Donald Trump's legal bid to stop an offshore windfarm project backed by the Scottish government ruining the views from his luxury golf resort has hit the courts.
The American billionaire has threatened to abandon plans to finish off his resort with a large hotel, holiday homes and a residential village if the 11-turbine project off the Aberdeenshire coast goes ahead.
Trump was further irritated when the proposed height of the turbines was increased last August to nearly 200 metres. The Apprentice host previously warned that the turbines would "destroy" Scotland.
Scottish First Minister Alex Salmond helped the billionaire in 2008 when he "called in" Trump's planning application for a resort at the Menie Estate near Balmedie for review after it was initially thrown out by local councillors amid concerns over the damage it could have on the local environment.
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However, Trump later hit out at Salmond's backing for the 11-turbine European Offshore Wind Deployment Centre, branding it "a purely political decision".
Trump went on to describe Salmond as "a man whose obsession with obsolete wind technology will destroy the magnificence and beauty of Scotland".
He added: "All over the world, they are being abandoned, but in Scotland they are being built."
The hearing is taking place at the Court of Session in Edinburgh and is set to go on for four days. The turbines will be able to power 68,000 homes, according to the developers.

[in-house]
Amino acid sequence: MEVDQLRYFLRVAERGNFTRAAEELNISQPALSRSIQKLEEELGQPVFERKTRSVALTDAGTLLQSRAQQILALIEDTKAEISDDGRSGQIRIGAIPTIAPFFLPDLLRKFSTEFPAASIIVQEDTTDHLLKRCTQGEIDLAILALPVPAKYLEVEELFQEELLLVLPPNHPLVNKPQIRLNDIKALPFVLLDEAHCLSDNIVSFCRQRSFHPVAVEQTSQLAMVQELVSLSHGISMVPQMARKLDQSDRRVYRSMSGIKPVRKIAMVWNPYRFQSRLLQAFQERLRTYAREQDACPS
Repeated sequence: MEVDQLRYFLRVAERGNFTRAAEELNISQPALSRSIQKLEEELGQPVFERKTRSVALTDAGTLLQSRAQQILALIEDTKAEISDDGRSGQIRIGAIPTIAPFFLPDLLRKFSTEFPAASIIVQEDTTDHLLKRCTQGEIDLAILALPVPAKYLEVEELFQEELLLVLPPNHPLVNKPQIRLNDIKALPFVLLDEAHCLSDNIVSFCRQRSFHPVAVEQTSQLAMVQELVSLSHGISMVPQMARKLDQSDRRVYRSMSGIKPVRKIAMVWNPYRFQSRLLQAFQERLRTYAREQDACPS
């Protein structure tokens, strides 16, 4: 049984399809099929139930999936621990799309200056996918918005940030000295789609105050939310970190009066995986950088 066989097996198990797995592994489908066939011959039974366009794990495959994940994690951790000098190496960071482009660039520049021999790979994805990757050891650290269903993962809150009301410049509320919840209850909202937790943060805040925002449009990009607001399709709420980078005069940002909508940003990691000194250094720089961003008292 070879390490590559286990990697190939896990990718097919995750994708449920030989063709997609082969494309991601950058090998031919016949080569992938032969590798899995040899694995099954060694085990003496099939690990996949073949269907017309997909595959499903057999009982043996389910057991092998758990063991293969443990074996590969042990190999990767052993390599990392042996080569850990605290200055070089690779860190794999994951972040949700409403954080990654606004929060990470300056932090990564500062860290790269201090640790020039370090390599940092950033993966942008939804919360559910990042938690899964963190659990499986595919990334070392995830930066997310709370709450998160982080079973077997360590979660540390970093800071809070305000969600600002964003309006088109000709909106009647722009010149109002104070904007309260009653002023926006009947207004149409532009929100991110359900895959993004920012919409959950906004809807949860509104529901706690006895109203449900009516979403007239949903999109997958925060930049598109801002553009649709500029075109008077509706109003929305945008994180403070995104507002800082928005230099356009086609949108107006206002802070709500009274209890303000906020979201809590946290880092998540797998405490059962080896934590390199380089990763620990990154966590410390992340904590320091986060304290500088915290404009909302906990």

A Scottish government spokeswoman said: "The Scottish government is committed to the successful and sustainable development of an offshore wind sector. It is not appropriate for the Scottish government to comment on ongoing legal proceedings."
Lang Banks, director of environmental group WWF Scotland, said: "It's depressing to think that Donald Trump has nothing better to do than use his vast wealth to try and undermine Scotland's aim of becoming a cleaner, greener, job-creating nation.
"We hope that, in the end, the court agrees that giving the go-ahead to this development was the right decision.
"Scotland is home to a quarter of Europe's offshore wind resource. Studies estimate that Scotland's offshore wind industry could create 28,000 jobs by 2020 and contribute over £7bn of investment to the economy.
"It would be a great pity if Donald Trump was in any way responsible for frustrating Scotland's ambition to generate clean power and green jobs."